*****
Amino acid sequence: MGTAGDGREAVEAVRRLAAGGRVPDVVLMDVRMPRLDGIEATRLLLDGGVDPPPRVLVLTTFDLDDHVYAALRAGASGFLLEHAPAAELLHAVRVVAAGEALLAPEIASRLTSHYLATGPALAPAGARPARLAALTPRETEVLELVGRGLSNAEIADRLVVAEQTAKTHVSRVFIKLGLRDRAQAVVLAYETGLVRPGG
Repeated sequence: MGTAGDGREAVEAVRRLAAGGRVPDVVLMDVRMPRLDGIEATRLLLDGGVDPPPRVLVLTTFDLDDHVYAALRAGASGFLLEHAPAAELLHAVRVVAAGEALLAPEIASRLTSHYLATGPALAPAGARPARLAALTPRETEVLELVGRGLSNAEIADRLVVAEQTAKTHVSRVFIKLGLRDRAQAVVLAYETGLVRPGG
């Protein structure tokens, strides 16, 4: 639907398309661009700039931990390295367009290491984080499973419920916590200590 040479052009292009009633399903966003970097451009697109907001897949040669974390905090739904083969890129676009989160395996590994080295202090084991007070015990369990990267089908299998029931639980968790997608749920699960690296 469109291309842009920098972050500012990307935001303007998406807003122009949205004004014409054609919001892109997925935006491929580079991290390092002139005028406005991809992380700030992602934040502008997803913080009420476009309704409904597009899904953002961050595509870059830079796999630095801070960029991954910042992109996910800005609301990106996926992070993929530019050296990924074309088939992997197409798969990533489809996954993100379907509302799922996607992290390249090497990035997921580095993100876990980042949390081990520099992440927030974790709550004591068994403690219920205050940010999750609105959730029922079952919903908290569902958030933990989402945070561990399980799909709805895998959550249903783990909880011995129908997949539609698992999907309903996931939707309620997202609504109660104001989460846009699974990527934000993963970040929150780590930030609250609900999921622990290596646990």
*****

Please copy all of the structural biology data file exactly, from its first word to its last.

Amino acid sequence: MGTAGDGREAVEAVRRLAAGGRVPDVVLMDVRMPRLDGIEATRLLLDGGVDPPPRVLVLTTFDLDDHVYAALRAGASGFLLEHAPAAELLHAVRVVAAGEALLAPEIASRLTSHYLATGPALAPAGARPARLAALTPRETEVLELVGRGLSNAEIADRLVVAEQTAKTHVSRVFIKLGLRDRAQAVVLAYETGLVRPGG
Repeated sequence: MGTAGDGREAVEAVRRLAAGGRVPDVVLMDVRMPRLDGIEATRLLLDGGVDPPPRVLVLTTFDLDDHVYAALRAGASGFLLEHAPAAELLHAVRVVAAGEALLAPEIASRLTSHYLATGPALAPAGARPARLAALTPRETEVLELVGRGLSNAEIADRLVVAEQTAKTHVSRVFIKLGLRDRAQAVVLAYETGLVRPGG
């Protein structure tokens, strides 16, 4: 639907398309661009700039931990390295367009290491984080499973419920916590200590 040479052009292009009633399903966003970097451009697109907001897949040669974390905090739904083969890129676009989160395996590994080295202090084991007070015990369990990267089908299998029931639980968790997608749920699960690296 469109291309842009920098972050500012990307935001303007998406807003122009949205004004014409054609919001892109997925935006491929580079991290390092002139005028406005991809992380700030992602934040502008997803913080009420476009309704409904597009899904953002961050595509870059830079796999630095801070960029991954910042992109996910800005609301990106996926992070993929530019050296990924074309088939992997197409798969990533489809996954993100379907509302799922996607992290390249090497990035997921580095993100876990980042949390081990520099992440927030974790709550004591068994403690219920205050940010999750609105959730029922079952919903908290569902958030933990989402945070561990399980799909709805895998959550249903783990909880011995129908997949539609698992999907309903996931939707309620997202609504109660104001989460846009699974990527934000993963970040929150780590930030609250609900999921622990290596646990």